Tampa Police denied pay raise

12/02/09 Concetta DeLuco
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As Tampa faces harder economic times, it seems Tampa Police are going to have to pay. After months of debate in deciding whether to give Tampa Police an annual salary raise, the city council came to a decision today.

In a 5 to 1 vote, the City Council denied Tampa Police the request for a pay raise this year. Councilman Joseph Caetano was the odd vote. The police union and Mayor Pam Iorio hit an impasse in negotiations this past summer. Iorio has argued against the pay increase due the declining revenues in Tampa. The disputed contract went to a special magistrate who agreed with Iorio before it went up for discussion with the city council today. Council member Linda Saul-Sena thanked the hundreds of police officers and their families job that crowded the halls for their devotion to the job, but sided with both Mayor Iorio and the magistrate.

Tampa Police are paid on a step plan. The plan awards annual salary increases to officers as they work toward becoming master patrol officers in their first 11 years. The city council’s decision will deny officers of varying ranks between $2,500 and $7000 for 2010 . Representing Tampa Police, attorney Diane Bailey Morton argued the step plan is not a raise. Officers at higher ranks work harder and deserve to be paid for their work.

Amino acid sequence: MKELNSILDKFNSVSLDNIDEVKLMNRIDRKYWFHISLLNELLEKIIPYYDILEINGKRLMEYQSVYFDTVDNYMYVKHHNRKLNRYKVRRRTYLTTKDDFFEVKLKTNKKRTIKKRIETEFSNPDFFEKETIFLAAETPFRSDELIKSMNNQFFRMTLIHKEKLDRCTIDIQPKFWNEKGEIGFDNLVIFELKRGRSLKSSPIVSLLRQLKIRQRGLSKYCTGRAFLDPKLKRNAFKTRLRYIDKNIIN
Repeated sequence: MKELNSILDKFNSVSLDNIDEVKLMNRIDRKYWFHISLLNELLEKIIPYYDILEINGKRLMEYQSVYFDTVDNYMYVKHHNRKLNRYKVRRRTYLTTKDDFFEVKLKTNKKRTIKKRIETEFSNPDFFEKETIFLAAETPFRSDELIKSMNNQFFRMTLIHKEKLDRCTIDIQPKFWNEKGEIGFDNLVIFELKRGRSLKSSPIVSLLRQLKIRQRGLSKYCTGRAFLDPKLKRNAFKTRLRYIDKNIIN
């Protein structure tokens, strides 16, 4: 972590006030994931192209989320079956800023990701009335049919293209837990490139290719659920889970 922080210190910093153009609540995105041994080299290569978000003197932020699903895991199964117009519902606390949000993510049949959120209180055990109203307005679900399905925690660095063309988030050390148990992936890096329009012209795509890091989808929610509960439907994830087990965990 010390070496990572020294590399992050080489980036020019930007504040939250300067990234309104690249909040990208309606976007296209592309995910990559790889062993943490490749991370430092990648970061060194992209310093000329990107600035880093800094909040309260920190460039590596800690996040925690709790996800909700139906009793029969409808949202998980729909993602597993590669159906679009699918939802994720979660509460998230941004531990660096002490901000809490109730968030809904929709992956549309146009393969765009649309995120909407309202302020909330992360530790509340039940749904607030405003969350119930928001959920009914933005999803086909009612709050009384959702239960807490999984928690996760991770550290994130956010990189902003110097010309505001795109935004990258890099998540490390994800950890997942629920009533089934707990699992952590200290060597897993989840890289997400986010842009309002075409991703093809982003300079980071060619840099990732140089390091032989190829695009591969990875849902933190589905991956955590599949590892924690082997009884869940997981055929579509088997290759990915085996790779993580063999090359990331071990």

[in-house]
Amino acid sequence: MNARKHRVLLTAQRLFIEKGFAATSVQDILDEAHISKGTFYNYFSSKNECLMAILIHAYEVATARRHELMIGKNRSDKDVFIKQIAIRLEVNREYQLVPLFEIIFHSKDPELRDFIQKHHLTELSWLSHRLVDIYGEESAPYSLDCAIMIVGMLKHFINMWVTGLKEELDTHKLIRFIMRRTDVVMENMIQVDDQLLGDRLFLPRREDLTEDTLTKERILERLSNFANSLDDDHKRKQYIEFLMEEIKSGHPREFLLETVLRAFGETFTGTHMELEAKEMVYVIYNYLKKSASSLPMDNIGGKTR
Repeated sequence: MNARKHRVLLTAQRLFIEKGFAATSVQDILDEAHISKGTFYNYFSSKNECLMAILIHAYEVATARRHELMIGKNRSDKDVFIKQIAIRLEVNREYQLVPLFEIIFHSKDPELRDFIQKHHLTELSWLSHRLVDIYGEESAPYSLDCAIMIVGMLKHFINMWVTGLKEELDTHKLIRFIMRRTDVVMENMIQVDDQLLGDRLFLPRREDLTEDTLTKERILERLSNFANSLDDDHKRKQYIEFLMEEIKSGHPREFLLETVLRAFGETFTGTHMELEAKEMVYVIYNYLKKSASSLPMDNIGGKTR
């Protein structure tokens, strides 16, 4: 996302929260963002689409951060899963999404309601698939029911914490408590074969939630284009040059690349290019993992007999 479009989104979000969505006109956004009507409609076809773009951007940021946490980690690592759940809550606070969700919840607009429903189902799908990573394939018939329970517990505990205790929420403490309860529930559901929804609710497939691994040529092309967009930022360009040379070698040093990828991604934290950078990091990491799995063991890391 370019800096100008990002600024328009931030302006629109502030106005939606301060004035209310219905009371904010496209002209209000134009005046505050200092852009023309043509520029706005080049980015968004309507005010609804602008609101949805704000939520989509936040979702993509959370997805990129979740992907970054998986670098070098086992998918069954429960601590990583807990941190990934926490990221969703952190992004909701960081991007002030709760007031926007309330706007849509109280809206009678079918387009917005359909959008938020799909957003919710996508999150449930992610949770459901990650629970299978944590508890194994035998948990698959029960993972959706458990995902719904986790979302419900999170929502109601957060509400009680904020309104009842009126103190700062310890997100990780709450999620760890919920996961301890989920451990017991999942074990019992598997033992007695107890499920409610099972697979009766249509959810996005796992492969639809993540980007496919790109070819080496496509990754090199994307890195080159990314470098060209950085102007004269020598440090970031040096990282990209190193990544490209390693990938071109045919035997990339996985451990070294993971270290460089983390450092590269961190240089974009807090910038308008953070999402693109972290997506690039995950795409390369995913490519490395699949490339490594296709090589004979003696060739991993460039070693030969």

The city's Finance Director Bonnie Wise, said that Tampa simply cannot afford to give the police a raise when unemployment in Florida is at an all time high at 11%. In the end, Wise said, if the raise is given, it would mean less officers are employed.

An issue of confusion for both the public and city council throughout the meeting was whether or not the council’s decision would establish a new status quo. The Tampa Police Union feared that not receiving a pay raise now would mean the step plan would be disregarded in the future, as well. Council attorney Martin Shelby said that the contract can be up for negotiation for 2011 just as it was today. It is ultimately Mayor Iorio’s decision whether or not the contract goes up for negotiation.

In the end, most of the council members sympathized with the police and apologized for the decision. Councilman Dingfelder promised to vote in favor of the salary increase if it comes up for negotiation in 2011.

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